Mario Giuseppe Guarcello, researcher at INAF in Palermo, first author of the study on the Dolidze 25 cluster published on A&A © INAF

The dispersion times of protoplanetary disks may also depend on the metallicity of the environment in which they were formed, that is, on the abundance of chemical elements heavier than hydrogen and helium. In fact, various properties of the discs depend on the abundance of heavy elements, such as the amount of dust present and the opacity of the material in the disc, i.e. the ability to absorb external radiation, properties that can be important in determining the dispersion times. discs. However, these environments are typically distant, and therefore difficult to study.

An exception to this rule is the young star cluster (about one million years) Dolidze 25 , at a distance of about 15 thousand light years from us, characterized by a low metallicity. By studying archival data in optical and infrared band and X-ray observations obtained with the NASA Chandra satellite, a team led by astrophysicist Mario Giuseppe GuarcelloINAF in Palermo has identified 1091 stars associated with the star cluster, determining their stellar parameters and calculating that about 34 percent of the stars of Dolidze 25 still have a protoplanetary disk. When compared with star clusters of the same age, this fraction is significantly low, and comparable to those star-forming regions where disks are dispersed more rapidly due to the properties of the surrounding environment.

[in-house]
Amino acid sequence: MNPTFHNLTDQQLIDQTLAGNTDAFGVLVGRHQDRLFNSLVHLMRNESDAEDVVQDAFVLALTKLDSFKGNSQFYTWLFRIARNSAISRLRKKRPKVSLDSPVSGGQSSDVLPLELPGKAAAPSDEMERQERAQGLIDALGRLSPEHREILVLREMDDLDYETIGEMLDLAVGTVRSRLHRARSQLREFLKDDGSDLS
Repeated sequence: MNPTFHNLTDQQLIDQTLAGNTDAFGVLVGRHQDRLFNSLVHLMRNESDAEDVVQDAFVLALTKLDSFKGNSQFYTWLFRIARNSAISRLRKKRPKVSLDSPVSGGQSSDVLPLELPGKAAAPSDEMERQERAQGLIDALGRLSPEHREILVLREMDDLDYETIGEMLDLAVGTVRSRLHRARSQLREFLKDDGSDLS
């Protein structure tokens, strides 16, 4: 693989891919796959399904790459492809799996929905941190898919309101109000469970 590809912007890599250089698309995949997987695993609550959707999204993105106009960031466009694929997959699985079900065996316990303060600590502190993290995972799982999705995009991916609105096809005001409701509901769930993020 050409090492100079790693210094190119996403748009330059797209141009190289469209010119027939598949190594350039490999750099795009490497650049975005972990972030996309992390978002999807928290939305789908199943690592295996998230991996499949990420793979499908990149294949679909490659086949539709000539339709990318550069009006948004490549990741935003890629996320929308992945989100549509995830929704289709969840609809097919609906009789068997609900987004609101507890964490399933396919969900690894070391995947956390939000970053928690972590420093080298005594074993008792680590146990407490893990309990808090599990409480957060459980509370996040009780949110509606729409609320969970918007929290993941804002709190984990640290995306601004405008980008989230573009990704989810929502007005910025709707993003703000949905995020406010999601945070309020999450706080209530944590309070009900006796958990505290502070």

“This result therefore indicates that the dispersion times of protoplanetary disks, and in general the times available to form planets, are faster in low metallic environments: an important result if we consider that the metallicity of the galaxy depends on both the distance from the center galactic that from the time considered ».

Featured image: Fraction of stars associated with 58 star clusters of various ages that still hosts a protoplanetary disk, depending on the age of the cluster. Clusters within 3,300 light years of the Sun are marked with black circles, clusters with a rich population of massive stars with red circles, low metallicity environments with green circles. The village of Dolidze 25 is marked with a star symbol. Credits: M. Guarcello et al., A&A, 2021


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Provided by INAF

The Jets Of Gamma-ray Bursts “Cool Down” Like This (Planetary Science)